February 24, 2004
Physician assistant graduates earn top scores
CARBONDALE, Ill. - Score another achievement for the physician assistant program at Southern Illinois University Carbondale.
All 24 recent program graduates passed last fall's NCCPA (National Commission on Certification of Physician Assistants) national certification exam. The 100 percent pass rate far exceeds the national average passing rate of 83 percent. In the area of first-time test takers, SIUC graduates scored in the 99th percentile, far above the national average, which was in the 54th percentile.
Paul D. Sarvela, the interim dean of the College of Applied Sciences and Arts, said the results reflect the quality of the program.
It says, No. 1, that we have an outstanding program," he said. "Our faculty are fantastic, our curriculum is right on target and we have great students."
The physician assistant program is in its seventh year. To graduate, students complete seven semesters in 26 months. There are currently two classes with 24 students apiece.
I am so excited and so happy for our students and our graduates," said Laurie R. Dunn, the program's interim director. "I think it reflects the quality of our program and reflects positively on problem-based learning."
To practice as a physician assistant in the United States, students must graduate from a nationally accredited program and then pass the NCCPA exam. The NCCPA is the only certification body for physician assistants, and has representation on its board from various physician-constituent groups, including family practitioners and surgeons.
SIUC's program scored above the national average in all areas of the exam, which included such areas as renal, endocrine, psychiatry, infectious diseases, cardiovascular medicine, pharmacology and physical examination skills. There were 137 programs, including SIUC, represented in the testing, she said.
University officials learned of the achievement Monday, Dunn said. This is the third time in five testing cycles that SIUC achieved a perfect passing rate. Approximately 105 students have received their certification as physician assistants upon completing the program at SIUC.
About 75 percent of graduating students return to rural and underserved areas in Illinois.
Providing medical care to people in rural areas is one of our missions so we try to recruit from those areas," she said.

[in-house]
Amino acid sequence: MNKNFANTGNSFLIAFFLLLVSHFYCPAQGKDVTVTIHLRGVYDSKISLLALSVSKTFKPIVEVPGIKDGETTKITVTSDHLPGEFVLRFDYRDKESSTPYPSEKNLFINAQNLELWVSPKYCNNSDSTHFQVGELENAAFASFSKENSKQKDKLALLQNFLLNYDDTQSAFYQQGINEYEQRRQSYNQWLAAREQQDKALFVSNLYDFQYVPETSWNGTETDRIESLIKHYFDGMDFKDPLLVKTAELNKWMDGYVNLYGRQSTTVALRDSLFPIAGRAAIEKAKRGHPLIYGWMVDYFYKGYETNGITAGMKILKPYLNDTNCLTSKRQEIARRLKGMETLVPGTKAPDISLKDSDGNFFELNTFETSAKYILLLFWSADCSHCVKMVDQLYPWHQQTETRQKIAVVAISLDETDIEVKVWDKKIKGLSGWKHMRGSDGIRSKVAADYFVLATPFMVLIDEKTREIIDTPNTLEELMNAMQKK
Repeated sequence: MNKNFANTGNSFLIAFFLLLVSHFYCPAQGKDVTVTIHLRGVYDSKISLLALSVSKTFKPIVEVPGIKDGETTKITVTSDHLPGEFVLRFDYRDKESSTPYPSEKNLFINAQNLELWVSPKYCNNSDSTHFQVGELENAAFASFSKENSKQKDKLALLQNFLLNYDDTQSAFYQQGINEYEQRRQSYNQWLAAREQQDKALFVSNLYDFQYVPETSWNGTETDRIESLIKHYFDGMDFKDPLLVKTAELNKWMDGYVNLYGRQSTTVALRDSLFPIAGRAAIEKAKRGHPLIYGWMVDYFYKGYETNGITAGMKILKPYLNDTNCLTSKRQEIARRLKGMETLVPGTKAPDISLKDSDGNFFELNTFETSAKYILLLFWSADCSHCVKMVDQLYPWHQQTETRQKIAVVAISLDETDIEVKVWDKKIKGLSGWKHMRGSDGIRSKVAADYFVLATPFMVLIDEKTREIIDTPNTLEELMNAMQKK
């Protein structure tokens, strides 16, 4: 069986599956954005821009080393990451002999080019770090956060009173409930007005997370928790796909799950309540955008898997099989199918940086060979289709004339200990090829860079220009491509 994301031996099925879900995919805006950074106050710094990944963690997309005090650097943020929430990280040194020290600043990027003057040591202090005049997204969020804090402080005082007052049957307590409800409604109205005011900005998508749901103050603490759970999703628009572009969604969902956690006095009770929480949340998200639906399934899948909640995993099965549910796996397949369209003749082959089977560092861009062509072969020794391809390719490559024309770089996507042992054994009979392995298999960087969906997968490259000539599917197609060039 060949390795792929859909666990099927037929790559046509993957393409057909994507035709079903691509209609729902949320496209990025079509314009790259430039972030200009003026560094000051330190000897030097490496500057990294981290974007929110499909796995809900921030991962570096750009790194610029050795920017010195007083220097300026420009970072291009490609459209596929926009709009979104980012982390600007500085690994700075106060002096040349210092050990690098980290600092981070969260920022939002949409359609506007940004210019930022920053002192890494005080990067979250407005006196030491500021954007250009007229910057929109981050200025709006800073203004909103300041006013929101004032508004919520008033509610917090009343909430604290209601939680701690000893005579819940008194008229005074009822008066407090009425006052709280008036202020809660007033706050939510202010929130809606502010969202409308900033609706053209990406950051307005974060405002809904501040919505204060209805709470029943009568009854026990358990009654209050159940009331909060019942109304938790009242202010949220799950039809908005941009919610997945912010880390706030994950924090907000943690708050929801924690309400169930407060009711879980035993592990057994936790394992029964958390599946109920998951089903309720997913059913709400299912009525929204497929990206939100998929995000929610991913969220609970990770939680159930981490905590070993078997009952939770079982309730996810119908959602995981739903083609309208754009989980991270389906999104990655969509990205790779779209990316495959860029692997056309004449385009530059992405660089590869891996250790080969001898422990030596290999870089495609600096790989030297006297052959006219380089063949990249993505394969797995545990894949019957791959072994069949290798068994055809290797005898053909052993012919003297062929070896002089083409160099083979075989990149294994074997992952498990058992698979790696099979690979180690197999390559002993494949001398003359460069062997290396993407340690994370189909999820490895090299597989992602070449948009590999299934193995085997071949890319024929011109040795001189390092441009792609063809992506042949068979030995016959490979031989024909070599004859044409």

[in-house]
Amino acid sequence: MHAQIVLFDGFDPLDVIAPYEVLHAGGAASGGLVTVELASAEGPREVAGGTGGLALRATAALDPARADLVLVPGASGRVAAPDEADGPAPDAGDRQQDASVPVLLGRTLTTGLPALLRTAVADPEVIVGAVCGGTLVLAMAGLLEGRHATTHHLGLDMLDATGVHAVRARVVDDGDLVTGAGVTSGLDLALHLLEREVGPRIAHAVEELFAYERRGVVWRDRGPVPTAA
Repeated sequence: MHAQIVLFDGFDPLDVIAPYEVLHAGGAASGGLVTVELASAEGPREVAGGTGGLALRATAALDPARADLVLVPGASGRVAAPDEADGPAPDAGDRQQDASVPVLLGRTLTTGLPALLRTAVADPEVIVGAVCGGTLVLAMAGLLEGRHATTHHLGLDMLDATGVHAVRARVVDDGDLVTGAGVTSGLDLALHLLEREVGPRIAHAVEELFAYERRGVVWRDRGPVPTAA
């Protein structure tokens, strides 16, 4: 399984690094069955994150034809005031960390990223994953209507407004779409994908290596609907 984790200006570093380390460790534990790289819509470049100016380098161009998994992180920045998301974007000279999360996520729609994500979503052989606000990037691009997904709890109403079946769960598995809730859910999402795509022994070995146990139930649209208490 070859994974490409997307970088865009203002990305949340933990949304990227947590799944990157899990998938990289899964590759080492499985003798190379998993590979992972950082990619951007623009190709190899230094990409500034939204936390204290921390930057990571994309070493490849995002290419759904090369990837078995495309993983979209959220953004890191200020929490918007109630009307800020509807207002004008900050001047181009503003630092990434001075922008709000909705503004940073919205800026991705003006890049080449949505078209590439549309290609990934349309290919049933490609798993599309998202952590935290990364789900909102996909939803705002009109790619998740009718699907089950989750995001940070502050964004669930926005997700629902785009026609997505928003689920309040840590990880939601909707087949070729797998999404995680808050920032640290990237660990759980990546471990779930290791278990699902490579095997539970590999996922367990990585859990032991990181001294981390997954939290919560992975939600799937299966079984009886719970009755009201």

Promoting excellence in educational programs and serving others is among the goals of Southern@ 150, the blueprint for the development of the University by the time it celebrates its 150th anniversary in 2019.
Dunn sees various reasons for the program's success.
I think it is the contributions of a dedicated and excellent faculty, and students who are motivated by learning and by serving their patients," said Dunn. "And I really do believe it is due to the problem-based learning."
The program is one of the few nationally that offers a problem-based learning curriculum, which focuses on utilizing specific patient case studies as opposed to an emphasis on lectures and textbooks.
In the program, students are divided into groups of six for one faculty member and work on actual patient cases. Students work the cases by interviewing and examining the patients, and performing tests and diagnostic analyses on them. In some instances, patients are presented on paper, as computer cases, or in simulated cases using actors.
Students learn primarily based on the cases, said Dunn. They also do research, and then return to their groups and teach each other about the learning issues they identified, she said. This integrated way of learning has students analyzing scenarios and applying their knowledge.
Problem-based learning "is a fantastic approach and we truly are leaders in that method of learning," Sarvela said. "Our students' test scores bear this out; that this is a superb way of teaching people."
The program last year received accreditation with no citations for another seven years from ARC-PA (Accreditation Review Commission on Education for the Physician Assistant), the national accrediting agency that defines standards for physician assistant education and evaluates physician assistant educational programs in the United States.
For more information on the program, contact interim director Laurie R. Dunn at 618/453-1173.